Using osteopathy is generally safe. Of all the people who use it, half might have mild effects afterwards. These usually go away within a couple of days.
The effects might include:
- a slight soreness in the treated area
- a mild headache
Contact your osteopath for advice if these symptoms don’t go away.
There have been some concerns about the possible risk of having a stroke (an interruption to the blood supply to the brain) because of manipulation to your neck.
Your osteopath will follow strict guidelines about the kind of neck manipulation they can and can’t do if you are at high risk of stroke.
Tell your osteopath if you have:
- a history of heart or circulation problems
- had a recent trauma or injury
- sudden or unusual headaches or neck pain
Who shouldn’t have it
It is important that you tell your cancer specialist before you have osteopathy. Also, make sure your osteopath knows that you have cancer and what medication or treatment you are having.
In most cases it will be OK for you to go ahead. But most doctors and osteopaths won’t recommend using forceful techniques, such as the high velocity thrust technique for people who have:
- any type of bone cancer
- weakened bones (osteoporosis)
- broken bones or fractures
- cancer involving the bone marrow such as leukaemia, myeloma or lymphoma
- inflammatory joint disease such as arthritis
- bleeding disorders, such as haemophilia
- multiple sclerosis
How much it costs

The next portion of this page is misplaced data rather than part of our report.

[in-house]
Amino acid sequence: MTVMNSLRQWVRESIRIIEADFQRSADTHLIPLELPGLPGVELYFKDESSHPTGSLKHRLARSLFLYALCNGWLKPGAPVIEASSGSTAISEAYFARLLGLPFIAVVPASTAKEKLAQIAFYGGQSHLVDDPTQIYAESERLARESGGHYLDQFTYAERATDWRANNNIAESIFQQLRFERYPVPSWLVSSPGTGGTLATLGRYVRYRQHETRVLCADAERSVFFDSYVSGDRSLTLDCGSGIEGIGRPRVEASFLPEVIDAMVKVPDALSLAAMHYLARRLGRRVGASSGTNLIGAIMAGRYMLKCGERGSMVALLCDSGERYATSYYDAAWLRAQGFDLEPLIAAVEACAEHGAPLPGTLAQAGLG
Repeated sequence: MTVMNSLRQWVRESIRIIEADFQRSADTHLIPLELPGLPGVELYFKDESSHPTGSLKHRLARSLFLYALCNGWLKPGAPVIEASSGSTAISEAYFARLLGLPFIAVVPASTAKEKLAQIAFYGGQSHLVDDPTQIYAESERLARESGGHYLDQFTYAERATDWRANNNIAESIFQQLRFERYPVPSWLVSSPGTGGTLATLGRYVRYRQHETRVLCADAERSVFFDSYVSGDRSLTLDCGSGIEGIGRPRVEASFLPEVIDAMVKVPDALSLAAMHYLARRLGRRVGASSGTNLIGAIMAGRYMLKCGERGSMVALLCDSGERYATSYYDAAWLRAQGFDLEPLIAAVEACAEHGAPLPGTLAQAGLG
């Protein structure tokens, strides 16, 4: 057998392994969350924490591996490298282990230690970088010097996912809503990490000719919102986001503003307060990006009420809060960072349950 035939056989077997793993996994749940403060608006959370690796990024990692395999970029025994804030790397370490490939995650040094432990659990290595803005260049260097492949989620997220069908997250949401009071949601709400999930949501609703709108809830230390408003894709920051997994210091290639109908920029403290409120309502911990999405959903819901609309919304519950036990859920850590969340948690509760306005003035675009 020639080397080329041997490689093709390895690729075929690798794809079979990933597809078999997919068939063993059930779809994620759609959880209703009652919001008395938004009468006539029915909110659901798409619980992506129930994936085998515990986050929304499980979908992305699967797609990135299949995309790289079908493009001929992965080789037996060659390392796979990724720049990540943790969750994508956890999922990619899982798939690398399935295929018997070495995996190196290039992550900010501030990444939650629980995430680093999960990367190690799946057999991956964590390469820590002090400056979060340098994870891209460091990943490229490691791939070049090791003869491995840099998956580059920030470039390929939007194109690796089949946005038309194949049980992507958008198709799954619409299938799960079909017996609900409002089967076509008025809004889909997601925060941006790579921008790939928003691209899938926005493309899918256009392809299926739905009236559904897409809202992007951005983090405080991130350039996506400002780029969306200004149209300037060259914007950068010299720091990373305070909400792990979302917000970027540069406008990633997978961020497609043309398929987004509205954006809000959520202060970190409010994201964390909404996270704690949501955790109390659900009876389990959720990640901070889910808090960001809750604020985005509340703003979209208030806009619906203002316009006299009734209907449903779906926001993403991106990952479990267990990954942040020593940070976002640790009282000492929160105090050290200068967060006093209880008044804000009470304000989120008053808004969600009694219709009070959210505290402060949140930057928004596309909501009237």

Seeing an osteopath privately usually costs between £45 to £60 for a 30 to 40 minute session. Your first appointment may cost more because it generally takes longer.
If you have private health insurance, your policy might cover osteopathy. Your insurance policy provider will advise you.
Some GPs might be able to refer you for osteopathic treatment on the NHS, but this varies between primary care trusts.
A word of caution
Osteopathy is not a cure or treatment for cancer. It may help with symptoms you are having such as pain or restricted movement. Always let the osteopath know that you have cancer before you start any treatment.
It is very important that your osteopath is properly trained and qualified. Practitioners are required by law to register with the General Osteopathic Council (GOsC) if they want to call themselves osteopaths. This means they have to meet the set of standards and code of conduct as well as have insurance.
Questions to ask your therapist
- How many years of training have you had?
- How long have you been practising?
- Have you had training for treating and supporting people with cancer?
- Do you have indemnity insurance? (in case of negligence)
The GOsC is the professional regulatory body for osteopaths.There are about 4,300 osteopaths registered with the GOsC.
176 Tower Bridge Road
Phone 020 7357 6655
They give information about osteopathy on their website and can help you to find a qualified osteopath.
3 Park Terrace
Phone: O1582 488455
The NCOR carries out research into osteopathy in health care. There are summaries of the research on their website.
Based at the:
Centre for Primary & Public Health
Barts and the London School of Medicine and Dentistry
Yvonne Carter Building
58 Turner Street
Phone: 020 7882 6131